Mandel “40 per cent of the children on the street today are from the LGBTQ community. That’s a travesty. Why is that? Because somewhere along the way they’ve gone home and their parents have said we don’t want you here. The GSAs are to be put in place so we can protect children. If we as a society cannot protect our children, what can we do?”

Kenney “We must respect the dignity of all people. We as Albertans judge people not on how they pray, who they love, or where they were born, but on how they treat others. I’m proud to lead the largest provincial party in Canada with 160,000 members, one of the most diverse teams ever presented in an election.  A quarter of our candidates have identified themselves as coming from visible minority backgrounds.”

“We must all join together in condemning hatred and supporting the diversity that I championed as Canada’s immigration minister.”

Khan “The test of a society is how it treats its most vulnerable. Alberta Liberals was the first party to support GSAs in Alberta. In 2014 we introduced legislation to protect GSAs that eventually pressured the PCs to implement their own, and more flawed, bill. Our party is founded on a belief in the value of all human beings regardless of race, religion, sexual orientation, or gender identity. We believe in freedom and equality of opportunity for all. We support diversity and will fight back against racism, homophobia, far-right nationalism and Islamophobia.” 


CTV Calgary spoke to Duane Bratt, MRU Professor and Chair of the Department of Economics, Justice, and Policy Studies at Mount Royal University, on Thursday morning about the importance of debates like this. He said debates don’t always matter but when they do, they can ‘swing an election’.

“Despite the hype, most debates don’t matter. But in the minority of cases, when they do matter, they matter a lot,” he said. “There’s always debate about the debate. The time, the date, who gets to participate, who are the panellists, what’s the format, it goes on.”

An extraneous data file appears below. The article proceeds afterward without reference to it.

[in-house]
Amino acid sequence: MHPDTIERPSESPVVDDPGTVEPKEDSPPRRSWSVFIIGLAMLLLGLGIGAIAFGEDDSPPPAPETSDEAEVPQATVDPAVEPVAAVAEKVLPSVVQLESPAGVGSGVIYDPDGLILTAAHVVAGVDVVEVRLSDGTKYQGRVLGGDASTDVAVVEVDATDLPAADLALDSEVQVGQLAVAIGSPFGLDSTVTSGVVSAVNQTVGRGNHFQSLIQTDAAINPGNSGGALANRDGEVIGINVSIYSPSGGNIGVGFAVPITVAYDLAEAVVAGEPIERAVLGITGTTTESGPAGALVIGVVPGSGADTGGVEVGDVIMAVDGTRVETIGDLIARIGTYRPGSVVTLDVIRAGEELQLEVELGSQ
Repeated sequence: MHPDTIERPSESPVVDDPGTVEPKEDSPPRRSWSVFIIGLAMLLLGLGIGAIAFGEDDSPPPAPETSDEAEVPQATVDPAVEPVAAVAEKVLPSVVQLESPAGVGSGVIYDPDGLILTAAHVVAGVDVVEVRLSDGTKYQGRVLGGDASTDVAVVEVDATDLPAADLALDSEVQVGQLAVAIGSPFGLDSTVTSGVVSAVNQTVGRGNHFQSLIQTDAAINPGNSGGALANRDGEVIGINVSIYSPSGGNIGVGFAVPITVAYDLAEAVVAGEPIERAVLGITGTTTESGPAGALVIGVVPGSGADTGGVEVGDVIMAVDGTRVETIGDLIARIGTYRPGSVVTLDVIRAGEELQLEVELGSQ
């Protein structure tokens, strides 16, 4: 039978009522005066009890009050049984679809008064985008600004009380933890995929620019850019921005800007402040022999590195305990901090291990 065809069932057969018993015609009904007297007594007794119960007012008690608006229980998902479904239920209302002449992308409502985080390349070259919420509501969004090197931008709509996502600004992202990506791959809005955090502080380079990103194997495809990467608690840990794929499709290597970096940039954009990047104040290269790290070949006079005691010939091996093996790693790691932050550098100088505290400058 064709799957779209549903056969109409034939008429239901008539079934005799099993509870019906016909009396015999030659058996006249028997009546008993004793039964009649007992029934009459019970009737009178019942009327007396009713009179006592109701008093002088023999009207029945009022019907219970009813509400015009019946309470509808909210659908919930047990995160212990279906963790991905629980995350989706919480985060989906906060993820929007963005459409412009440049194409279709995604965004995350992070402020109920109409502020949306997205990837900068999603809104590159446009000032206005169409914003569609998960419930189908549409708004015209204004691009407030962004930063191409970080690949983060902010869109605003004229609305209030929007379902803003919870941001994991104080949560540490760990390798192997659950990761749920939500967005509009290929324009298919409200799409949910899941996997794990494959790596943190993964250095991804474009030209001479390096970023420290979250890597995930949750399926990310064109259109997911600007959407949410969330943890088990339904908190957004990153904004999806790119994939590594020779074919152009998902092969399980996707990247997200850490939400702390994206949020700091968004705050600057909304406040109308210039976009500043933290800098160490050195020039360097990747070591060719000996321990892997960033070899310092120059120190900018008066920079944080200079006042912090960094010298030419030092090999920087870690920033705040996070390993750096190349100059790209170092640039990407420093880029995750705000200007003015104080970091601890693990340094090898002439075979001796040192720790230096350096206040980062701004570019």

He says the 2015 debate was the ‘turning point’ in the election and that Notley’s performance won it for her over Jim Prentice.

“Sometimes it is a simple one-liner, sometimes it’s an overall tone. A lot was made in the 2015 election of when Jim Prentice told Rachel Notley ‘math is hard’, that was seen as diminishing and demeaning. But I think another key moment was a lot of voters, who were unhappy with the PCs but they didn’t know which party was the alternative, when Jim Prentice focused most of his attacks on Rachel Notley he unconsciously told the audience that she was the opponent.”

Bratt says people have not seen Notley and Kenney on the same stage before but that he doesn’t think the debate will have a major impact unless it is a ‘massive win’ for Notley or a ‘massive loss’ for Kenney, as he is leading in the polls.

“The economy has been the number one, two, three and four issue for four years now and that’s what continues to drive this. Having said that if Kenney continues to stumble on that tonight, in front of a live audience, it could have future repercussions for him.”

CTV News talked to voters on 17th Avenue SW about what the most important issues are.

“I’d like to hear just clearly what the platforms are,” said Brooke Christianson. “I think jobs are important, right, for Calgary. I think that’s the most important thing, is how they’re going to bring jobs back to Calgary.”